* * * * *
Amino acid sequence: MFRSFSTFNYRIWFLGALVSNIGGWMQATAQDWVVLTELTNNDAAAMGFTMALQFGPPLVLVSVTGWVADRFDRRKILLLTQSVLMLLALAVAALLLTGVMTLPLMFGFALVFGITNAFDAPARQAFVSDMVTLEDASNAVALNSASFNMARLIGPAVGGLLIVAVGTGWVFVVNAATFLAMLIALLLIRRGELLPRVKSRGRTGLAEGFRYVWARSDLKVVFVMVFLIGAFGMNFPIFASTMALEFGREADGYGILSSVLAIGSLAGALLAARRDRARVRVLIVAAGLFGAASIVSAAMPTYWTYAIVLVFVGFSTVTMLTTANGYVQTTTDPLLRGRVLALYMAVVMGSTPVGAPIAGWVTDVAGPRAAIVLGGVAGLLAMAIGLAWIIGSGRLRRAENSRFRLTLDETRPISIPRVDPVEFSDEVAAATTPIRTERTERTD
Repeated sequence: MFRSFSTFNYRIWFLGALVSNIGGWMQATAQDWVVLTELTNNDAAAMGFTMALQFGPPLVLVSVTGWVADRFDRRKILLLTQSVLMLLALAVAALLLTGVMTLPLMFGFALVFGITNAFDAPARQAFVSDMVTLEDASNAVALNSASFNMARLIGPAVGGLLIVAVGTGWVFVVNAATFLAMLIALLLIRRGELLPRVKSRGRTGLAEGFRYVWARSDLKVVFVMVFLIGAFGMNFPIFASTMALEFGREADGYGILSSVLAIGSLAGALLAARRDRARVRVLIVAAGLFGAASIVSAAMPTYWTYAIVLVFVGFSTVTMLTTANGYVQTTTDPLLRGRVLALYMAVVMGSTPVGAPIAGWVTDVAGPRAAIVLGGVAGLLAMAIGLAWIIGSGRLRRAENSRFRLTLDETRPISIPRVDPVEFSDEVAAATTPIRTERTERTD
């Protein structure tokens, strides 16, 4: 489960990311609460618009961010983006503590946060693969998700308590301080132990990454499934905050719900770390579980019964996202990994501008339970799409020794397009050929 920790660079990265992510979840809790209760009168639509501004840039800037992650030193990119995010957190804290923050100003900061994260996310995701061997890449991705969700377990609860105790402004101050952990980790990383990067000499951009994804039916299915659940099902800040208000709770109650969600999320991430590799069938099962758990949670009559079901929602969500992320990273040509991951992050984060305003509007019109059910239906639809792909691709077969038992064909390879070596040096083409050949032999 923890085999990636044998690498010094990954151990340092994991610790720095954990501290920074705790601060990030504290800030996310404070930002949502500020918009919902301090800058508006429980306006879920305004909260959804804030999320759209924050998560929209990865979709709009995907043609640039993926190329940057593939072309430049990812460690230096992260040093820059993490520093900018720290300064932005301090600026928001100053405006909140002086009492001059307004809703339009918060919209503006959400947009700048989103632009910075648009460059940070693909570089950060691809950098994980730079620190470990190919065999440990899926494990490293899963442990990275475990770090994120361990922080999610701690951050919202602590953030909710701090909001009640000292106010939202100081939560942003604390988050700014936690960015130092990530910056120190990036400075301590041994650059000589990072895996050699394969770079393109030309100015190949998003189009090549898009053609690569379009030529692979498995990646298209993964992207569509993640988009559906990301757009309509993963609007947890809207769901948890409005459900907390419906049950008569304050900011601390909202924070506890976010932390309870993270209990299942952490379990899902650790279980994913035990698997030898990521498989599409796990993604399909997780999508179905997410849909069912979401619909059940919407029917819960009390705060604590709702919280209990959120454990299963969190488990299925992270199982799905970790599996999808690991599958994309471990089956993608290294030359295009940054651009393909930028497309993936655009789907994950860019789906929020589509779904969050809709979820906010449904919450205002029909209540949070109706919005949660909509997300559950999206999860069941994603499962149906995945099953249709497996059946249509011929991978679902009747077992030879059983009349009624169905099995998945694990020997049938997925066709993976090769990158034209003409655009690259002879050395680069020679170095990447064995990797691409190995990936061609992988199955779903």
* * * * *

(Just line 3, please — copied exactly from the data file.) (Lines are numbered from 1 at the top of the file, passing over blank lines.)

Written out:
């Protein structure tokens, strides 16, 4: 489960990311609460618009961010983006503590946060693969998700308590301080132990990454499934905050719900770390579980019964996202990994501008339970799409020794397009050929 920790660079990265992510979840809790209760009168639509501004840039800037992650030193990119995010957190804290923050100003900061994260996310995701061997890449991705969700377990609860105790402004101050952990980790990383990067000499951009994804039916299915659940099902800040208000709770109650969600999320991430590799069938099962758990949670009559079901929602969500992320990273040509991951992050984060305003509007019109059910239906639809792909691709077969038992064909390879070596040096083409050949032999 923890085999990636044998690498010094990954151990340092994991610790720095954990501290920074705790601060990030504290800030996310404070930002949502500020918009919902301090800058508006429980306006879920305004909260959804804030999320759209924050998560929209990865979709709009995907043609640039993926190329940057593939072309430049990812460690230096992260040093820059993490520093900018720290300064932005301090600026928001100053405006909140002086009492001059307004809703339009918060919209503006959400947009700048989103632009910075648009460059940070693909570089950060691809950098994980730079620190470990190919065999440990899926494990490293899963442990990275475990770090994120361990922080999610701690951050919202602590953030909710701090909001009640000292106010939202100081939560942003604390988050700014936690960015130092990530910056120190990036400075301590041994650059000589990072895996050699394969770079393109030309100015190949998003189009090549898009053609690569379009030529692979498995990646298209993964992207569509993640988009559906990301757009309509993963609007947890809207769901948890409005459900907390419906049950008569304050900011601390909202924070506890976010932390309870993270209990299942952490379990899902650790279980994913035990698997030898990521498989599409796990993604399909997780999508179905997410849909069912979401619909059940919407029917819960009390705060604590709702919280209990959120454990299963969190488990299925992270199982799905970790599996999808690991599958994309471990089956993608290294030359295009940054651009393909930028497309993936655009789907994950860019789906929020589509779904969050809709979820906010449904919450205002029909209540949070109706919005949660909509997300559950999206999860069941994603499962149906995945099953249709497996059946249509011929991978679902009747077992030879059983009349009624169905099995998945694990020997049938997925066709993976090769990158034209003409655009690259002879050395680069020679170095990447064995990797691409190995990936061609992988199955779903």